Today, the domestic political focus will be on the election of the Speaker in the House of Commons, an event that will absorb much time and energy both of the media and the political classes.
That this election should be necessary and that so much attention is being devoted to it, however, demonstrates how inwards-looking our politicians have become – all at a time when great events should be demanding theirs and the nation's attention.
Not least is the violence in Iran following the rigged election but, of direct and immediate importance is the deteriorating situation in Afghanistan where there is a sense that events are coming to a head. And with so little reporting in the British MSM of actual events, there is also a sense that we are sleepwalking into another disaster, the effects of which are incalculable.
What is particularly remarkable though is that after the flurry of publicity over the weekend and the urgent and important issue of inadequate vehicles supplied to our troops, but politicians and the media had slipped back into their normal torpor, ignoring what seems set to become a major crisis.
That is not the case with the US media, where the Washington Post devoted a lengthy article to the situation in Now Zad, which we recorded in one of our Sunday pieces.
Today we also see Associated Press reporting on the same area, with an account of some of the ongoing fighting, all under the headline, "Afghan firefight shows challenge for US troops".
Written by Chris Brummitt, he offers an eyewitness account of an operation where, "Missiles, machine guns and strafing runs from fighter jets destroyed much of a Taliban compound," but he then records that "the insurgents had a final surprise for a pair of US Marines who pushed into the smouldering building just before nightfall."
As the two men walked up an alley, we are told, the Taleban opened fire from less than 15 yards, sending bullets and tracer fire crackling inches past them. They fled under covering fire from their comrades, who hurled grenades at the enemy position before sprinting to their armoured vehicles.
We then learn that the assault capped a day of fighting Saturday in the poppy fields, orchards and walled compounds of southern Afghanistan between newly arrived US Marines and well dug-in Taleban fighters. It was a foretaste, writes Brummitt, of what will likely be a bloody summer as Washington tries to turn around a bogged-down, eight-year-old war with a surge of 21,000 troops.
Significantly, though, Brummitt also agues that the fighting was on the outskirts of Now Zad, "a town that in many ways symbolises what went wrong in Afghanistan and the enormous challenges facing the United States. It is in Helmand province, a centre of the insurgency and the opium poppy trade that helps fund it."
The point, of course is that, in 2006, the town of Now Zad was a British responsibility yet, as Brummitt records, British and Estonian troops, then garrisoned there, were unable to defeat the insurgents. They were replaced last year by a company of about 300 US Marines, who lived in a base in the centre of the deserted town and on two hills overlooking it.
Even now, a year later, the Taleban hold much of the northern outskirts and the orchards beyond, where they have entrenched defensive positions, tunnels and bunkers. The Marines outnumber the Taleban in the area by at least 3-to-1 and have vastly superior weapons but avoid offensive operations because they lack the manpower to hold territory once they take it. There are no Afghan police or troops here to help.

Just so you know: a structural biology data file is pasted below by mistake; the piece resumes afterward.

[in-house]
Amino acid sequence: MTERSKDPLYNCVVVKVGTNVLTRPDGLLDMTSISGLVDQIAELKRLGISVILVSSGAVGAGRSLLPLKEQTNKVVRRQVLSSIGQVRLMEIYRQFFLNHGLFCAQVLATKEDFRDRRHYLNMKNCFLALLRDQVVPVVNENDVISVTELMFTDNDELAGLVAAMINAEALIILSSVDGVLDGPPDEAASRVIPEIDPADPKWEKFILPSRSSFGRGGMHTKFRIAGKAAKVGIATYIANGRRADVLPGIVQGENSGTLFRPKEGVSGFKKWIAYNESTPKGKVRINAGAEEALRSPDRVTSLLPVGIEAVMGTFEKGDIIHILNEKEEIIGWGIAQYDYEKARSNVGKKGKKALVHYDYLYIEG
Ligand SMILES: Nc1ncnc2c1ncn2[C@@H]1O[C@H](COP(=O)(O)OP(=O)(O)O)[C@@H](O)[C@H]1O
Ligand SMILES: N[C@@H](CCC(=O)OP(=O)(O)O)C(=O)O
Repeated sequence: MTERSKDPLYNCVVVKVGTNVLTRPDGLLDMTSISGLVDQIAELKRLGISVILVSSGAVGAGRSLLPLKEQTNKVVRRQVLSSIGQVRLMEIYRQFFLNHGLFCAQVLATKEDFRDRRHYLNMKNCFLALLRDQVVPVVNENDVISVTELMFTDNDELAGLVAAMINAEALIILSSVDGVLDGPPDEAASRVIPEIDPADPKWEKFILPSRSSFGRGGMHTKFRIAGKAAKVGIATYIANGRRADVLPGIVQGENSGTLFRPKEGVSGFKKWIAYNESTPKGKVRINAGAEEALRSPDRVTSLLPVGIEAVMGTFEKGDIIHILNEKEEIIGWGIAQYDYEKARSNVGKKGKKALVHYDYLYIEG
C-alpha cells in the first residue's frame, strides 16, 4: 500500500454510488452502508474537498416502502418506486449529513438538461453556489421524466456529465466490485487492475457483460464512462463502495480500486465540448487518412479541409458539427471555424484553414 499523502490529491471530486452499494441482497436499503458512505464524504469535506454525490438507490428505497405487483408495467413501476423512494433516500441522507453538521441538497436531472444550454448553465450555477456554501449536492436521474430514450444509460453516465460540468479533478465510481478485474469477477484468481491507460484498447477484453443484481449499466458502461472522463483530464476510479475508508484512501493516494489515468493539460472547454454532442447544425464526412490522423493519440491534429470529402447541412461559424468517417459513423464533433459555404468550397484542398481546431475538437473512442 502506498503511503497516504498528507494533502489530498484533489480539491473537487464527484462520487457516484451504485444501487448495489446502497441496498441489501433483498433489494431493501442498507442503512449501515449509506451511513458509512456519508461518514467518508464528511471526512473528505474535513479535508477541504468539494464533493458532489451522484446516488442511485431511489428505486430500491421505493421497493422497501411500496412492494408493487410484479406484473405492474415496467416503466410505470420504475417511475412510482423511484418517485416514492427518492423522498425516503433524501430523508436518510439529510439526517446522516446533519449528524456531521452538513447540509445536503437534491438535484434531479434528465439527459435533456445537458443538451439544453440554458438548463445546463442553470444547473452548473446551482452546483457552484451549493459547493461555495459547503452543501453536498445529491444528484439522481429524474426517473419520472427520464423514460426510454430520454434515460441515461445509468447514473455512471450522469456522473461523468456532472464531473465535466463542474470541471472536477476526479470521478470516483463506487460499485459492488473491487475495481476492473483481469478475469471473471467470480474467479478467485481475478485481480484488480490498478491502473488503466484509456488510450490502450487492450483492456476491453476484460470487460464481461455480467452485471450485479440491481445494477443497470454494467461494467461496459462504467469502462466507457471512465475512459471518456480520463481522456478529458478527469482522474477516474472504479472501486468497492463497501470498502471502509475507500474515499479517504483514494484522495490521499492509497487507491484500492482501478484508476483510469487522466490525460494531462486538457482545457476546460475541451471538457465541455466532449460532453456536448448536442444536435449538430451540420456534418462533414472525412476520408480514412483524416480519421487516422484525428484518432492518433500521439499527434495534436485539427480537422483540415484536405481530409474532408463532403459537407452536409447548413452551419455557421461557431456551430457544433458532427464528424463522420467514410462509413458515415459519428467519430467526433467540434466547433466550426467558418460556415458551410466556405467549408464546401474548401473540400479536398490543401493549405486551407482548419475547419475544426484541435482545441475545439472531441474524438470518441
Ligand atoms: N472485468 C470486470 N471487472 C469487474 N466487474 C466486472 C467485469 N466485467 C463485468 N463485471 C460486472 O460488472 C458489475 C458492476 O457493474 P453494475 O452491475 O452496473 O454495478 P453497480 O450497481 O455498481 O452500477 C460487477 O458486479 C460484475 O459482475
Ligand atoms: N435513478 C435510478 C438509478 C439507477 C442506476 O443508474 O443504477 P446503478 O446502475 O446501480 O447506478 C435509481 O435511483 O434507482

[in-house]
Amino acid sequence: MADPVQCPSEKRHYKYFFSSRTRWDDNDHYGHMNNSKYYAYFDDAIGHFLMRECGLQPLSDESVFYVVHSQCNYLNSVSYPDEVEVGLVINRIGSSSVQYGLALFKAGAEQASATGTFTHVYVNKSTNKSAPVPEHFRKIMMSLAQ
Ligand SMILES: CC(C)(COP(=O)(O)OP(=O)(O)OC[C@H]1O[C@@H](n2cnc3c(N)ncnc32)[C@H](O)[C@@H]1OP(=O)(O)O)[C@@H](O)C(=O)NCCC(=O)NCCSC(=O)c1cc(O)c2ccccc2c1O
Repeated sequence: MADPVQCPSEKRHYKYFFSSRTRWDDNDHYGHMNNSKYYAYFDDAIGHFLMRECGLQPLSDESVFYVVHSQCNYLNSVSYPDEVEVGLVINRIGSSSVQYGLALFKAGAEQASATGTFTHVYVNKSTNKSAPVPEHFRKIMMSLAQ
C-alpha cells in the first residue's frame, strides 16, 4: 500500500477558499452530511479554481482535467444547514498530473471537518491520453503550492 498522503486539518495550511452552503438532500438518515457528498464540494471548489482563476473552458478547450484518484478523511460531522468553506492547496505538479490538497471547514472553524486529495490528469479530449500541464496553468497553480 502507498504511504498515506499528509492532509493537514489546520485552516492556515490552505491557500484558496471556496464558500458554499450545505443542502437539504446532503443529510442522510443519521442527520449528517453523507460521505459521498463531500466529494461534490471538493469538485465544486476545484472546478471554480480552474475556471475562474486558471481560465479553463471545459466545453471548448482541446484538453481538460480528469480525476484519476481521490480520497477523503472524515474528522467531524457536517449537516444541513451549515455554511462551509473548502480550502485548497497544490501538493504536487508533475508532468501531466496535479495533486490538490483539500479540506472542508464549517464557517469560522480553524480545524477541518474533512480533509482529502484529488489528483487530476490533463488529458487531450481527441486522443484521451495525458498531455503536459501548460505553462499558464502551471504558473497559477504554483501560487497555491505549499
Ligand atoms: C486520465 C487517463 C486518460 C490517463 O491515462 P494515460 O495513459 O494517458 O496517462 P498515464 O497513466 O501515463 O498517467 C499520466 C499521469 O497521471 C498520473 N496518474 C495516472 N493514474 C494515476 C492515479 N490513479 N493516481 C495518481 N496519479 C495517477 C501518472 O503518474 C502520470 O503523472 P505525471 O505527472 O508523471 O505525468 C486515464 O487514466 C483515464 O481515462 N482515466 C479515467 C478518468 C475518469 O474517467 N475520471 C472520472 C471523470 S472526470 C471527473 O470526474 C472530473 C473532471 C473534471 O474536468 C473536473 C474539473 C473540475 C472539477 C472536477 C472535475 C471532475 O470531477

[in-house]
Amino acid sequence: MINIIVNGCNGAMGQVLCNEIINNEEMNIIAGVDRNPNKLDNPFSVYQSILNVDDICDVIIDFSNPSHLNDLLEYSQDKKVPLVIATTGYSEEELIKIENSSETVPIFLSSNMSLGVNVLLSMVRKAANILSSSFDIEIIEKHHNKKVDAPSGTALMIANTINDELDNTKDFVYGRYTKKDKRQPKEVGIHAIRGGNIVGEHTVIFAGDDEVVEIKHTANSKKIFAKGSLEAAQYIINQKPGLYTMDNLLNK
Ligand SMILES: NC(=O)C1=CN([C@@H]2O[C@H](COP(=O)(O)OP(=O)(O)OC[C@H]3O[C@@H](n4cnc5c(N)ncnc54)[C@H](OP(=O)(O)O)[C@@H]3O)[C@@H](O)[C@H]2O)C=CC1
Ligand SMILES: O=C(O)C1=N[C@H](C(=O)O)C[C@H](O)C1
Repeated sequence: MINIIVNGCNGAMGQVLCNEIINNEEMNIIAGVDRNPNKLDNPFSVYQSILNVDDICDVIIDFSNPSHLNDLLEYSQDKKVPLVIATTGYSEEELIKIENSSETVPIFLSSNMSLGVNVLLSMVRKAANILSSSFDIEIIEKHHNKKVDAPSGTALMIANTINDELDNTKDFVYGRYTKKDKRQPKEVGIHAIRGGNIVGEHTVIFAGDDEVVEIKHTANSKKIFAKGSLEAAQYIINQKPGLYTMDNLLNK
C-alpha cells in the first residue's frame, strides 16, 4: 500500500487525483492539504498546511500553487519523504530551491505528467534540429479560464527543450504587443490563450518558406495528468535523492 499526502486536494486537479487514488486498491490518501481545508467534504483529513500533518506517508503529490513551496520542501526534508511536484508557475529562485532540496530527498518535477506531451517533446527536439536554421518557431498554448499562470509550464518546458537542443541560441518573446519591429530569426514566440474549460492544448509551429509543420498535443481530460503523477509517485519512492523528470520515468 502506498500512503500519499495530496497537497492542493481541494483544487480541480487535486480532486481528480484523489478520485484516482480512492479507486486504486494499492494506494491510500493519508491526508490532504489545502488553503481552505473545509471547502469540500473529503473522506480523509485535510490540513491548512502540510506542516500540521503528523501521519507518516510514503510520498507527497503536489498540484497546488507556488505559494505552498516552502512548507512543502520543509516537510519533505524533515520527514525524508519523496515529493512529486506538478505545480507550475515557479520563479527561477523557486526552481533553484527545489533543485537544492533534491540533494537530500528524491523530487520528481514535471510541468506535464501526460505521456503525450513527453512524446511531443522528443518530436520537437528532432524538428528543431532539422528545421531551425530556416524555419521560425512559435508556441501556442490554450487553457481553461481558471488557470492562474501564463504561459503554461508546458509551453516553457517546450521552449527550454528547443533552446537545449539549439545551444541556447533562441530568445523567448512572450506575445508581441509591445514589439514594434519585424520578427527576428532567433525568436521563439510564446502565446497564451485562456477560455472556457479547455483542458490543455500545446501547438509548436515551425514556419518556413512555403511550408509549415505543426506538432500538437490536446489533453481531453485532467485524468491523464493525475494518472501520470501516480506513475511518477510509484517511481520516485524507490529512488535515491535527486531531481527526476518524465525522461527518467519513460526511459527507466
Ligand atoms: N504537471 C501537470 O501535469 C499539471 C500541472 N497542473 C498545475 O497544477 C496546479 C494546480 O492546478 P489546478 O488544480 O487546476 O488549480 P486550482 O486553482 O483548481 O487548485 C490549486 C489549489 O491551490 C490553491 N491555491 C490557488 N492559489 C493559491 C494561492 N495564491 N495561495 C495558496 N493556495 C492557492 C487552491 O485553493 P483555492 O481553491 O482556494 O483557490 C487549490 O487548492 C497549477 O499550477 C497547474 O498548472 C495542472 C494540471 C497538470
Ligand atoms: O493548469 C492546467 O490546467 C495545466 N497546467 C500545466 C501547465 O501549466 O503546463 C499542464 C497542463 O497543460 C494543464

"We don't have the people to backfill us. Why clear something that we cannot hold?" said Lt-Col Patrick Cashman, commanding the battalion occupying Now Zad and other districts in Helmand and Farah provinces, where some 10,000 Marines are slowly spreading out in the first wave of the troop surge.
Cashman says the Marines did not intend to allow the Taleban free rein in parts of Now Zad, but was unable to give any specific plans or time frame for addressing what he acknowledged is "a bad situation."
For all their better equipment ands resources, therefore, the US Marines – who have now been in-place for over a year – do not seem to be making much more headway than the British before them, with the same limitations on "Clear, Hold, Build" that the British Army is experiencing – the subject of some criticism.
The trouble is that, in a country the size of France, with Helmand roughly the size of Wales, there are never going to be enough troops to hold the territory. That suggests that the basic approach being adopted by both the US and British is flawed. Although it might be fine in theory, on practice it is never going to happen, in which case we really should be looking at an alternative strategy – or admitting defeat and getting out altogether.
This makes Afghanistan a highly political issue yet, where there is any attention being given to foreign adventures, our politicos are looking at pre-war Iraq. But, as Peter Hitchens in the Daily Mail remarks, "Who needs an inquiry into the Iraq War? It's over. Nobody will be brought to justice. Isn't it time Parliament debated our dubious involvement in Afghanistan, and sought to end it?"
Despite this, we all know this is not going to happen. The Speaker's election will get a hundred-fold more time and attention, and the Iraq inquiry has already had far more attention than current operation in Helmand. This lack of focus is dangerous – to the troops on the ground and to us as a nation. For our neglect, there will be a price to pay.